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I make music for Hollywood – Draze

By Kevin Oguoko | July 4th 2021
Draze: Son of powerhouse marimba and mbira performers Dumisani Maraire and Lora (Sukutai) Chiorah. [Courtesy]

By the time he was five, Draze was already playing in his mom’s marimba band. However, his mother was not just another bandleader; Draze is the son of powerhouse marimba and mbira performers Dumisani Maraire and Lora (Sukutai) Chiorah.

Moreover, he is the younger brother of major Zimbabwean songstress and former touring artist Chiwoniso. Chiwoniso Maraire was an internationally known Zimbabwean singer, songwriter, and exponent of Zimbabwean mbira music. She died in 2013 of suspected pneumonia.

“The Marimba is the mother of the xylophone. It is a wooden instrument played with rubber mallets within an orchestra. The instrument resonates sound through tubes in the bottom. Within an orchestra, there is a bass, baritone, two tenors, two sopranos and a lead soprano,” says Draze of the instrument that made his family a musical powerhouse.

Draze’s father Dumisani Maraire Sr. is a well-known Mbira and Marimba player. He is credited for bringing Zimbabwean music to America, the African Jazz. His friends were Donny Hathaway and Hugh Masekela. Hugh Masekela would later play at his funeral.

Dumisani’s last-born son Draze continues his legacy as an artiste primarily making music for Hollywood television shows and films. He credits his parents for the musical concepts that have made him a success.

“My earliest memories were of him (his father) performing to packed audiences with everyone going crazy,” says Draze.

Draze’s sound is a blend of traditional African music with a touch of Hip Hop. He calls it Ancestral Art. His new single, Born to Win, connects with the continent in a meaningful way, and boasts of a Shona language chorus.

“I have walked through villages in Africa and lived in ghettos in America. My music is a bridge between these places. You are going to hear traditional instruments but you are also going to hear trap drums and scratches. I guess my message is that the way forward is back. So I am taking you back to the future,” he says.

Draze has been making music longer as an independent artiste through air-plays than an original score artiste making music for television and film placement.

“When I write for Hollywood, I do even splits with myself and producers of the tracks. We keep everything simple and easy, which ensures we all make good money without all the fighting that most teams go through. It is about completing the song for the client and moving on to the next one,” he says.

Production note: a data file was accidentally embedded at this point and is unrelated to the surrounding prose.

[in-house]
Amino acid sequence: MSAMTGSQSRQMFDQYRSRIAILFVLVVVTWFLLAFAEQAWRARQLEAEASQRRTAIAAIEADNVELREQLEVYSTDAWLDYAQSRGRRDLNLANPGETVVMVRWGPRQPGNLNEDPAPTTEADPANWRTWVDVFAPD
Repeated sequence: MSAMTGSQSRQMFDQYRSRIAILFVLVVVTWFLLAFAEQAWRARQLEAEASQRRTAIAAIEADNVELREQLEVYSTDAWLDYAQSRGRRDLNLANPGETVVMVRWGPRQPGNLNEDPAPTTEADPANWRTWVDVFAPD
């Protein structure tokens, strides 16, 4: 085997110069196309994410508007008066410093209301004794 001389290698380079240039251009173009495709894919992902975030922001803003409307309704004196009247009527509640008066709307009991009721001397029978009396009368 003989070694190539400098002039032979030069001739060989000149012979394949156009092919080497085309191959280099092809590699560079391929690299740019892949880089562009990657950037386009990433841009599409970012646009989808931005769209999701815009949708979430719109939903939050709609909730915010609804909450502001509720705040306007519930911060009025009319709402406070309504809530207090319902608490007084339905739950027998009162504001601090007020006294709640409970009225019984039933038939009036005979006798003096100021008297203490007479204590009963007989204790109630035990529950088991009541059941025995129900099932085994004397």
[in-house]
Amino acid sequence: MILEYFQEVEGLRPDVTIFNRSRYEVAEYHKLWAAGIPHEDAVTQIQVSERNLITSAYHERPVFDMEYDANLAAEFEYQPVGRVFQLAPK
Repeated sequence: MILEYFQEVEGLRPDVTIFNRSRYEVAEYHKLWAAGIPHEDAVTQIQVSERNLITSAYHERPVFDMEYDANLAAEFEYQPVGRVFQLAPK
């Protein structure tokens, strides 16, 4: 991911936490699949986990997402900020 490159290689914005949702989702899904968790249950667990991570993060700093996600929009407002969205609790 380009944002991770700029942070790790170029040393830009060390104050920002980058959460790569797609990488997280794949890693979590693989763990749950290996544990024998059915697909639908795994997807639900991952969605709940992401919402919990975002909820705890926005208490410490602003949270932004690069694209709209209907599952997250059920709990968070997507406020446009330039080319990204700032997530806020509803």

The musician’s advice to young African artistes is to be authentic. Do not try to sound like Atlanta or Miami or LA. Be you and do you. That is what is going to be attractive and is what is going to make you unique. The reason Afrobeat is blowing up is because it is authentic and unique to Africa.”

Writing music for mainstream radio singles or an album is not necessarily the same as writing music for television or film, as Draze goes on to explain.

“Television and film is more about creating a mood than it is creating a hit. I have a team of producers I work so we can keep churning out materials. There are more television networks than there have ever been and they all need music. Our job is to create it for them,” says Draze.

We prompt the musician during the interview on his response on the responsibility of established African artistes giving a platform to other African artistes especially in a market as lucrative as the US.

“To be honest, this world is really about who you know. If you are talented and have the right relationships, you will get a shot. I got on (Hollywood music making) because of a relationship. The people I am able to put on are because we have a relationship. Networking is huge; however, you can get yourself a manager who can advocate for you,” he says.

He adds: “LA (Los Angeles) is a different world. There are people here from all over the country that came to chase a dream, so there is a ton of artistes.” Draze confesses to having at least 10 siblings, who are all doing music or thinking about it.

“I never felt any pressure to do music, it came naturally. When your mother and father both have Marimba bands and all of your older siblings play, it is kind of hard not to learn to play. From a young age we all played mbira, marimba and drums,” he says.

The musician is focused on good production: “Our plan is to put out a video every month for six months. We are an independent label so we do not have all the contacts that a major label has.

The only way I can compete is by providing content that people really rock with. It is a large undertaking though. Videos can be a lot of work because I am a perfectionist, so it is not coming out until it is right.” 

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